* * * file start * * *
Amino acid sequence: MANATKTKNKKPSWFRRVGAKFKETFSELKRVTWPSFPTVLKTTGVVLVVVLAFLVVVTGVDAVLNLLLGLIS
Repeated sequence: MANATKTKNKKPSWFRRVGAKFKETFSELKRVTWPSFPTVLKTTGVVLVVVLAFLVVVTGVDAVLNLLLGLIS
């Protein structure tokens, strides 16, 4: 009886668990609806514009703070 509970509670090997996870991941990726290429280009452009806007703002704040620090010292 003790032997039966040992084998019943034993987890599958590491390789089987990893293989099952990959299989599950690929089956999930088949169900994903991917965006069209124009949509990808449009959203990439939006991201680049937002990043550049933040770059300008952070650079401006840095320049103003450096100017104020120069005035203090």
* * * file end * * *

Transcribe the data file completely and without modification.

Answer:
Amino acid sequence: MANATKTKNKKPSWFRRVGAKFKETFSELKRVTWPSFPTVLKTTGVVLVVVLAFLVVVTGVDAVLNLLLGLIS
Repeated sequence: MANATKTKNKKPSWFRRVGAKFKETFSELKRVTWPSFPTVLKTTGVVLVVVLAFLVVVTGVDAVLNLLLGLIS
């Protein structure tokens, strides 16, 4: 009886668990609806514009703070 509970509670090997996870991941990726290429280009452009806007703002704040620090010292 003790032997039966040992084998019943034993987890599958590491390789089987990893293989099952990959299989599950690929089956999930088949169900994903991917965006069209124009949509990808449009959203990439939006991201680049937002990043550049933040770059300008952070650079401006840095320049103003450096100017104020120069005035203090």